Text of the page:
The initial state of the filter key may be set by the Mission Planning System (MPS), which has a provision to define the initial data load for the aircraft. To switch between settings, the filter key may be repeatedly depressed in round-robin fashion until the desired option, such as “filter off” in the example of FIG. 2, is found. After a predetermined settle time after a final depression, the system will assume the selected state. If desired, activating the filter key in a manner that will change the filter setting can trigger an “Are You Sure?” (AYS) prompt, to get operator confirmation that the action is desired before the filter setting is changed.

FIG. 3 shows an example of a TSS table 26, as described above. The table 26 includes information for tracks received from the LMA 4 (FIG. 1). The displayed table 26 shows only a portion of all tracks and a portion of the data for such tracks. Accordingly, the screen may be controlled to show rows below and columns to the right of those currently shown. As the header 28 of the table 26 indicates, in the screen view of FIG. 3, one of four horizontal pages are displayed and fifteen of fifteen hundred total rows are displayed. Because of the large number of tracks and the small area available for display, the utility of the TSS capabilities may readily be appreciated. In particular, as will be described, the TSS application allows tracks of importance to be moved to the top of the table based on criteria inputted by an operator.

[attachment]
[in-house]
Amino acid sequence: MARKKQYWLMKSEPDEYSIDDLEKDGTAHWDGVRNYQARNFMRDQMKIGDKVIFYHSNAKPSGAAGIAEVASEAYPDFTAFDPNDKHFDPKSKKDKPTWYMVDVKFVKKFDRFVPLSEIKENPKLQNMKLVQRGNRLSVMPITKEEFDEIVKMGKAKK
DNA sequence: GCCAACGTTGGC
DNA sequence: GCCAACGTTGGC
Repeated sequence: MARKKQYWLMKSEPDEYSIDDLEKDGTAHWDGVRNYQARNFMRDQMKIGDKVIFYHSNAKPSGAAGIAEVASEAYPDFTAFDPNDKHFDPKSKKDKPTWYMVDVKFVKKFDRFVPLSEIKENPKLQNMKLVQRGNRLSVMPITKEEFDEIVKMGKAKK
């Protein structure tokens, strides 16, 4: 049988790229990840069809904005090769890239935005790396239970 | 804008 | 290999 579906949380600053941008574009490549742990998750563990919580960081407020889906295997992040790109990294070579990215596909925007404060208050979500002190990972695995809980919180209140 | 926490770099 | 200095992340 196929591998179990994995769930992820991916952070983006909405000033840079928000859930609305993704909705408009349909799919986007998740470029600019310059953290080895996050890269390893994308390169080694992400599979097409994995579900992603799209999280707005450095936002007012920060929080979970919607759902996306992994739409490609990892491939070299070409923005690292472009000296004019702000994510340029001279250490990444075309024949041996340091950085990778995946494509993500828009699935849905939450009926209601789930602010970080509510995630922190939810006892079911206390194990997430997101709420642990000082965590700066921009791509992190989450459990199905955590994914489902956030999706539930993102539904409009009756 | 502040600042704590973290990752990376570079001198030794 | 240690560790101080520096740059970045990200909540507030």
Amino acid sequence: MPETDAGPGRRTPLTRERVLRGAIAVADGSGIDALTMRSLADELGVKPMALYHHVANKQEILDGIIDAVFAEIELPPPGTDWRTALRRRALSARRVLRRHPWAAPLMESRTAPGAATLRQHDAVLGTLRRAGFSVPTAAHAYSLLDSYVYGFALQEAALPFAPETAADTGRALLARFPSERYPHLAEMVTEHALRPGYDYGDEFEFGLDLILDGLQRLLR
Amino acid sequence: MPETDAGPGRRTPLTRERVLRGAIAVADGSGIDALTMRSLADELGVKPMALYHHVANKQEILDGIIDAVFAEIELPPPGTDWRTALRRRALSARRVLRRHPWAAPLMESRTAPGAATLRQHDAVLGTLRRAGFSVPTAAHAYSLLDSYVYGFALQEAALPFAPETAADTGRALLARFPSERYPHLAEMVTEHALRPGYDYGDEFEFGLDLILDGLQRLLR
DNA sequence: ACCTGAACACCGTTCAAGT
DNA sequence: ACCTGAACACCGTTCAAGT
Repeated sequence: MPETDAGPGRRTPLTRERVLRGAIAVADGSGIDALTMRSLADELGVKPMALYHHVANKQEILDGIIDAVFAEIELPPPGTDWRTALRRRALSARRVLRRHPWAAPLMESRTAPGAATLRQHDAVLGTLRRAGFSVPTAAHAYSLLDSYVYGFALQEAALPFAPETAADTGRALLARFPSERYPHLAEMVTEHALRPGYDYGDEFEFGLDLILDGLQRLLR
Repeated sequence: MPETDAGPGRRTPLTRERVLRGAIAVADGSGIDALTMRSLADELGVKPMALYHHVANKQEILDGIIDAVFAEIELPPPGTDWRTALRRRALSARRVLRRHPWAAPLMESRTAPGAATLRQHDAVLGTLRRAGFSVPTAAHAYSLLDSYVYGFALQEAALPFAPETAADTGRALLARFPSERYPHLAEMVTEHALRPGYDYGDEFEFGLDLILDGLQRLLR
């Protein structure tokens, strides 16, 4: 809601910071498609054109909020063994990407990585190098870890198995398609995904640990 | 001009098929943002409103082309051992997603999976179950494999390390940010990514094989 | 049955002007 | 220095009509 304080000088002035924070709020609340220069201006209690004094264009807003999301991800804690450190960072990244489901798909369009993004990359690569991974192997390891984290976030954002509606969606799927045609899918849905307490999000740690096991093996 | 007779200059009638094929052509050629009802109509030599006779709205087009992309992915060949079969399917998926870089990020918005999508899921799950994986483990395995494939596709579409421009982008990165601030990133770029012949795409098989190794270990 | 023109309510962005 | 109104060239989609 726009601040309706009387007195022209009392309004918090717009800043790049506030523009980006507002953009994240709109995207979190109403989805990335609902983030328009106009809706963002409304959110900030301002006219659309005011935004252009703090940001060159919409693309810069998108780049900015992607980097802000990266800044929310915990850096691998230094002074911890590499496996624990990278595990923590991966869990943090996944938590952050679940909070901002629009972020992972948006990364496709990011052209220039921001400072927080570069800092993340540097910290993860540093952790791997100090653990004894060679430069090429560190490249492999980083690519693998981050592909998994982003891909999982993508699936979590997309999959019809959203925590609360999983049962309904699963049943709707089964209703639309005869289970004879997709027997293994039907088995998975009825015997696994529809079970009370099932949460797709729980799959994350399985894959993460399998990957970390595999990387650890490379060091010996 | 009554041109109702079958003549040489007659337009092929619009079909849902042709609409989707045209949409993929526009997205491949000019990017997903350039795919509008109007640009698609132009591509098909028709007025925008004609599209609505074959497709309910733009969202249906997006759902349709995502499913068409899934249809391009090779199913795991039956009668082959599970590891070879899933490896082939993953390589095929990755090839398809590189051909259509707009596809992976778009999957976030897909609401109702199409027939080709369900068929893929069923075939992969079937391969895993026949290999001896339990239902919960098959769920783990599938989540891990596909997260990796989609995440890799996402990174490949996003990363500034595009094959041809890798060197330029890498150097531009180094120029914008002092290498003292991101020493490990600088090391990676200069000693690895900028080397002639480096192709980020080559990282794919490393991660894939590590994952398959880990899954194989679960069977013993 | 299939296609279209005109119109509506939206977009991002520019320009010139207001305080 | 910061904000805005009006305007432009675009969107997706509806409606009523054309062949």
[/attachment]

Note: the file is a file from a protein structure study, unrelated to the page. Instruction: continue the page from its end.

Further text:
The columns displayed in the portion of the table 26 visible in FIG. 3 respectively show (if known) for each track: the track number (TN); entity type of the track (e.g., a moveable entity, referred to as a “track” in the table, a point, an area, a Precise Participant Location and Identification (PPLI)); the domain of the track (e.g., air, land, water surface, below water); the affiliation of the track (e.g., unknown, suspect, hostile, assumed hostile, friend); the general type of the track (e.g., unknown, cruiser, nuclear attack submarine, helicopter, hostile weapon zone); the specific type of the track (e.g., an F-18 or an MH-60R); the range of the track (e.g., 20 miles); and the bearing of the track (e.g., 135 degrees). For example, refer to the track uniquely identified in the table of FIG. 3 with track number “1276.” As shown in the table 26, this track is a movable entity (or “track”), and specifically is an F-18 fixed wing airplane. The airplane is friendly, and is 106 miles away in the air, at a bearing of zero degrees.

FIG. 4 shows another set of keys that may be displayed on key interface 18. The set of keys is referred to as the “TSS table key layer” and comprises keys used to control aspects of the TSS table 26 described in connection with FIG. 3. As discussed in connection with FIG. 2, when the database control key is pressed, the operator display switches between the tactical plot or “geosit” and the TSS table. If the display is thus switched to the TSS table, the key layout of the database control layer also changes from the layout shown in FIG. 2 to the layout shown in FIG. 4. The function of several of the keys shown in FIG. 4 are described below.